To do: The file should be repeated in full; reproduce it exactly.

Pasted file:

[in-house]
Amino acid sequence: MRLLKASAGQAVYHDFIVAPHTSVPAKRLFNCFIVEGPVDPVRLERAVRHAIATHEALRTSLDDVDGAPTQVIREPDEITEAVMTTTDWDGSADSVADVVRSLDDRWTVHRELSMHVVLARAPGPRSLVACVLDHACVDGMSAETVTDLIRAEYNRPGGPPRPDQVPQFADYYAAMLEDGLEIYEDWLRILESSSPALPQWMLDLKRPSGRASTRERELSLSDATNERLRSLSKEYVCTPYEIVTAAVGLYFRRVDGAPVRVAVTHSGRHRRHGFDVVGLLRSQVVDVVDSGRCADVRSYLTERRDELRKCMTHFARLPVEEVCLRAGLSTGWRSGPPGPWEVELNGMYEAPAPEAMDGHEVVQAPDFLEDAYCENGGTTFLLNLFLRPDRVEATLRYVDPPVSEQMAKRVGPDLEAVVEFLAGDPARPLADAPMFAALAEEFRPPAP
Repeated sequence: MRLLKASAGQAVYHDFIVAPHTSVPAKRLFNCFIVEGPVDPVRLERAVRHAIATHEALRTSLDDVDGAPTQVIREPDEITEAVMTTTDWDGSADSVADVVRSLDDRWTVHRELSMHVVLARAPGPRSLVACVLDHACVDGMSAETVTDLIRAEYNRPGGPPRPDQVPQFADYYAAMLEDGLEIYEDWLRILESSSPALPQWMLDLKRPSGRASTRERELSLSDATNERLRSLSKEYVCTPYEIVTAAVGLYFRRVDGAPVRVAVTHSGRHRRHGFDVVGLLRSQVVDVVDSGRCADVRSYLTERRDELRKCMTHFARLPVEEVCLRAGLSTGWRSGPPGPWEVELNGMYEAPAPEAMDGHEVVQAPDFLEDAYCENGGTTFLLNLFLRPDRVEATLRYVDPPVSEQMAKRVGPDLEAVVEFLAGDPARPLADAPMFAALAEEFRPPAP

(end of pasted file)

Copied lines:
[in-house]
Amino acid sequence: MRLLKASAGQAVYHDFIVAPHTSVPAKRLFNCFIVEGPVDPVRLERAVRHAIATHEALRTSLDDVDGAPTQVIREPDEITEAVMTTTDWDGSADSVADVVRSLDDRWTVHRELSMHVVLARAPGPRSLVACVLDHACVDGMSAETVTDLIRAEYNRPGGPPRPDQVPQFADYYAAMLEDGLEIYEDWLRILESSSPALPQWMLDLKRPSGRASTRERELSLSDATNERLRSLSKEYVCTPYEIVTAAVGLYFRRVDGAPVRVAVTHSGRHRRHGFDVVGLLRSQVVDVVDSGRCADVRSYLTERRDELRKCMTHFARLPVEEVCLRAGLSTGWRSGPPGPWEVELNGMYEAPAPEAMDGHEVVQAPDFLEDAYCENGGTTFLLNLFLRPDRVEATLRYVDPPVSEQMAKRVGPDLEAVVEFLAGDPARPLADAPMFAALAEEFRPPAP
Repeated sequence: MRLLKASAGQAVYHDFIVAPHTSVPAKRLFNCFIVEGPVDPVRLERAVRHAIATHEALRTSLDDVDGAPTQVIREPDEITEAVMTTTDWDGSADSVADVVRSLDDRWTVHRELSMHVVLARAPGPRSLVACVLDHACVDGMSAETVTDLIRAEYNRPGGPPRPDQVPQFADYYAAMLEDGLEIYEDWLRILESSSPALPQWMLDLKRPSGRASTRERELSLSDATNERLRSLSKEYVCTPYEIVTAAVGLYFRRVDGAPVRVAVTHSGRHRRHGFDVVGLLRSQVVDVVDSGRCADVRSYLTERRDELRKCMTHFARLPVEEVCLRAGLSTGWRSGPPGPWEVELNGMYEAPAPEAMDGHEVVQAPDFLEDAYCENGGTTFLLNLFLRPDRVEATLRYVDPPVSEQMAKRVGPDLEAVVEFLAGDPARPLADAPMFAALAEEFRPPAP